Artificial intelligence provides a solution for better cybersecurity thanks to its ability to look for subtle changes in the behaviours of network users, new research has suggested.
AI and cybersecurity company Darktrace conducted research with IDC to identify the key challenges facing cybersecurity professionals operating in increasingly noisy cybersecurity environments, and the report outlines recommended solutions to bolster cyber readiness.
IDC surveyed 300 organisations across the US and Europe, spanning multiple verticals, including financial services, transportation, and healthcare. The report - Building the Case for a Virtuous Cycle in Cybersecurity - revealed the key challenges facing most of these organisations concerning the ability to effectively prioritise and contextualise the large amounts of data organisations get from several cyber security alert systems, as well as identifying the key actions necessary for effective mitigation of threats and vulnerabilities.
The study's findings include:
- Evolving attack vectors make it difficult to prepare proactively, with only 31% of respondents highly confident that their tools can continuously adjust to new configurations
- There is a lack of dynamic testing capabilities, as 65% of participants agreed that pen testing provides only a snapshot in time which is of limited value as it quickly becomes out of date
- While 76% of surveyed professionals thought visualising attack paths were of moderate or high importance, only 29% were highly confident they had a robust mechanism to test their environments against the most current threat vectors
- The number of organisations that can continuously run preventative exercises such as pen tests and attack surface evaluation is between just 24% and 31% across all sectors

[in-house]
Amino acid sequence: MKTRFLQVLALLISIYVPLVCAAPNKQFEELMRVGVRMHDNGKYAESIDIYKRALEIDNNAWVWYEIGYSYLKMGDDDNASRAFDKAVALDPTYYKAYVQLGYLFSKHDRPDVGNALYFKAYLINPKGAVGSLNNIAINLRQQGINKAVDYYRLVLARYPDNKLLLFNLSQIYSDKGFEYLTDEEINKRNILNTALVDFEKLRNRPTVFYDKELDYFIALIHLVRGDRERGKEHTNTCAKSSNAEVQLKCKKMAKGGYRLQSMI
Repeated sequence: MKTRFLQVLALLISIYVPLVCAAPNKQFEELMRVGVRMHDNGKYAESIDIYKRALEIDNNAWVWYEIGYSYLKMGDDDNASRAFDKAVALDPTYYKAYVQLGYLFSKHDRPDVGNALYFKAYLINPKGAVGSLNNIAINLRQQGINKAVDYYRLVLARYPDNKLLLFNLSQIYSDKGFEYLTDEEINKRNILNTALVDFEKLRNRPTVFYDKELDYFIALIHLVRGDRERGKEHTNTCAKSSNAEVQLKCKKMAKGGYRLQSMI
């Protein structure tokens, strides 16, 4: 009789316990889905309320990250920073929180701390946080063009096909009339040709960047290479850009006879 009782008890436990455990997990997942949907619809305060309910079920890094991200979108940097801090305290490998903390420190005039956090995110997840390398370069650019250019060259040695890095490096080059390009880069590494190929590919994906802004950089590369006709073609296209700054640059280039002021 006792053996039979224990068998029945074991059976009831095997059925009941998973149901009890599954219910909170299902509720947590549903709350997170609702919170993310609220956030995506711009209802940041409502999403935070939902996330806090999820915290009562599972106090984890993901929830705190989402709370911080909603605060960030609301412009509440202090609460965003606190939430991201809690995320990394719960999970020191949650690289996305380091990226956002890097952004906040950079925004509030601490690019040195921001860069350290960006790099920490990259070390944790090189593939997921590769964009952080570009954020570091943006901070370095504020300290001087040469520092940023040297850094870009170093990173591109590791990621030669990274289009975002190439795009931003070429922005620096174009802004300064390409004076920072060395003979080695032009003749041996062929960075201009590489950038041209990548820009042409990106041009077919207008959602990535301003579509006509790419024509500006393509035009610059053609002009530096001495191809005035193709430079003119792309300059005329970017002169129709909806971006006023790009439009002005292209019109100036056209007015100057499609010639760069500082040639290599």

The IDC InfoBrief calls for the adoption of a 'virtuous cycle' model as a way of closing these critical security gaps, incorporating prevention, detection, response, and healing. It calls for "a multipronged approach that includes establishing a security posture and proactively managing the access and assets, monitoring what is happening in the environment, and ensuring a fit-for-purpose remediation approach including backup and disaster recovery".
The study also highlights AI as the solution for improved detection and response capabilities and continuous monitoring, as well as playing an integral part in the 'virtuous cycle', citing AI's ability to look for subtle changes in the behaviours of entities within a network.
"It's clear from this study that organisations need to adopt a holistic approach to improve their readiness," says Christopher Kissel, Research Vice President of IDC's Security and Trust Products. "The solution is to create a virtuous cycle, leveraging AI to create an ecosystem across an entire organisation able to continuously stress-test environments, give an instantaneous response, and determine if remediation is working."
"Security teams don't need more data, they need clear prioritisation and intelligent automation to lighten the load, and this report sets that out in concrete terms," says John Allen, VP of Cyber Risk and Compliance at Darktrace. "Security professionals are overwhelmed with vulnerabilities, and they can't get to them all in time. At Darktrace we're committed to delivering an AI Loop that can provide continuous visibility, prioritised into meaningful actions for security teams, and harden weak points. That's how we're helping security teams get proactive."
Darktrace PREVENT is the third of four product families in Darktrace's Cyber AI Loop, including Darktrace DETECT and RESPOND. The final part of Darktrace's Cyber AI Loop, Darktrace HEAL, is due to be launched later this year.